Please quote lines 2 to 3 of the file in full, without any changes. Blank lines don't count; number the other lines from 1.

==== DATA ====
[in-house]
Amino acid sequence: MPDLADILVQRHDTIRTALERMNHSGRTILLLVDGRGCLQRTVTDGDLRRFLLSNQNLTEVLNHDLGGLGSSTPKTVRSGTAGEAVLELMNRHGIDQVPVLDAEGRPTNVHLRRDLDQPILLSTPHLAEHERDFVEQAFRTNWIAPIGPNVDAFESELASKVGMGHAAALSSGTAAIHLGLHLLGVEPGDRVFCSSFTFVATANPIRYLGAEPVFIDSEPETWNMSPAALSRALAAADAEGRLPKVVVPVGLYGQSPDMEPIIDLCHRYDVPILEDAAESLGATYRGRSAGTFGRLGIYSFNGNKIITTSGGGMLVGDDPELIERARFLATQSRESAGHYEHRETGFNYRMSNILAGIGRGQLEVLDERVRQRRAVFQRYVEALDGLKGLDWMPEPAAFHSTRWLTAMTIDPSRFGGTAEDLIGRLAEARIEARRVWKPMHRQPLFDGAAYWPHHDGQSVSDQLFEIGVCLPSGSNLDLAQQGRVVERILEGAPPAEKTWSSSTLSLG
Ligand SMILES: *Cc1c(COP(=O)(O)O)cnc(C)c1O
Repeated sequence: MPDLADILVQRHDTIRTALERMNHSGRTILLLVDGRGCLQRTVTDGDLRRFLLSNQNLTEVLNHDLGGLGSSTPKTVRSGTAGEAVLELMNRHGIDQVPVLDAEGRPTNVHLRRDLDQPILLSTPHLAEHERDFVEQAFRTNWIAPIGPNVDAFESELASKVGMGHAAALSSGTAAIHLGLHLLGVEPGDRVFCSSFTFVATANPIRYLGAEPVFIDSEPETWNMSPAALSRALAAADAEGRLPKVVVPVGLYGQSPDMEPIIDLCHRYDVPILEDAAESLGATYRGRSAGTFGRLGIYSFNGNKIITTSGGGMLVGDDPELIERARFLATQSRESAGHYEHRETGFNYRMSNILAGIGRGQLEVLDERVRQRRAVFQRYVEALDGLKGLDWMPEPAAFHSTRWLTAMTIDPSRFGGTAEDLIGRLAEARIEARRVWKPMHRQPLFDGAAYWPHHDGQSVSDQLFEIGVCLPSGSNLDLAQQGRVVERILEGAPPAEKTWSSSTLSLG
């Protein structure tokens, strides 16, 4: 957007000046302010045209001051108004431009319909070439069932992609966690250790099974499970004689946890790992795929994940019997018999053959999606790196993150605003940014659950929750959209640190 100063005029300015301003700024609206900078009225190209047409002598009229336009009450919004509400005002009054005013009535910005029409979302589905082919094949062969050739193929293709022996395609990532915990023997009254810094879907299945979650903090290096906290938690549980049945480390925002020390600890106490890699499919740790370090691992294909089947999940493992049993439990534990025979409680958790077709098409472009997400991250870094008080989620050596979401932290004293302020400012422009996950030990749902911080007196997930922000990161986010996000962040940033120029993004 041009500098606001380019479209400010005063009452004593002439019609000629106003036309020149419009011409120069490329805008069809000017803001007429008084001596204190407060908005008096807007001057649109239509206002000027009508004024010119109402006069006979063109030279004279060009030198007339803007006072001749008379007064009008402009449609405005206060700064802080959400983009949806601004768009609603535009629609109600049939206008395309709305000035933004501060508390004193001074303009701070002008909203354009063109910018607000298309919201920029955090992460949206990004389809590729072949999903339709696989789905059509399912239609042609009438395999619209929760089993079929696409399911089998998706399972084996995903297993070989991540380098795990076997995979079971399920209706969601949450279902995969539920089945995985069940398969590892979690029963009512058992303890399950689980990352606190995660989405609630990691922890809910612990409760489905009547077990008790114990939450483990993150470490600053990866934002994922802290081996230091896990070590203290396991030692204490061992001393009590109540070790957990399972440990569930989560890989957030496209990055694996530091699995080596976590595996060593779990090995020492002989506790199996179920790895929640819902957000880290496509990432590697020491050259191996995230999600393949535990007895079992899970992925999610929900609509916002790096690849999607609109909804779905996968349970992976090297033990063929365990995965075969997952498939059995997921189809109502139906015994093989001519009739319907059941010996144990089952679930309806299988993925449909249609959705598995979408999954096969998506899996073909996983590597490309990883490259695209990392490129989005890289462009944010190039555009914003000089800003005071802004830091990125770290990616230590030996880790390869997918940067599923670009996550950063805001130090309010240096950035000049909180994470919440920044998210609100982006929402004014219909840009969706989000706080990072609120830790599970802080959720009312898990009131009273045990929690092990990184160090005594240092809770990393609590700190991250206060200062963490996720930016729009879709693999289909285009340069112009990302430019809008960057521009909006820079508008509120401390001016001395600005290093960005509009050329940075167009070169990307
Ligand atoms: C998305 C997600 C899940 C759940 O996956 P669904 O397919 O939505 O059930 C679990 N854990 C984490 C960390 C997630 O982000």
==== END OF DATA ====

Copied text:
Amino acid sequence: MPDLADILVQRHDTIRTALERMNHSGRTILLLVDGRGCLQRTVTDGDLRRFLLSNQNLTEVLNHDLGGLGSSTPKTVRSGTAGEAVLELMNRHGIDQVPVLDAEGRPTNVHLRRDLDQPILLSTPHLAEHERDFVEQAFRTNWIAPIGPNVDAFESELASKVGMGHAAALSSGTAAIHLGLHLLGVEPGDRVFCSSFTFVATANPIRYLGAEPVFIDSEPETWNMSPAALSRALAAADAEGRLPKVVVPVGLYGQSPDMEPIIDLCHRYDVPILEDAAESLGATYRGRSAGTFGRLGIYSFNGNKIITTSGGGMLVGDDPELIERARFLATQSRESAGHYEHRETGFNYRMSNILAGIGRGQLEVLDERVRQRRAVFQRYVEALDGLKGLDWMPEPAAFHSTRWLTAMTIDPSRFGGTAEDLIGRLAEARIEARRVWKPMHRQPLFDGAAYWPHHDGQSVSDQLFEIGVCLPSGSNLDLAQQGRVVERILEGAPPAEKTWSSSTLSLG
Ligand SMILES: *Cc1c(COP(=O)(O)O)cnc(C)c1O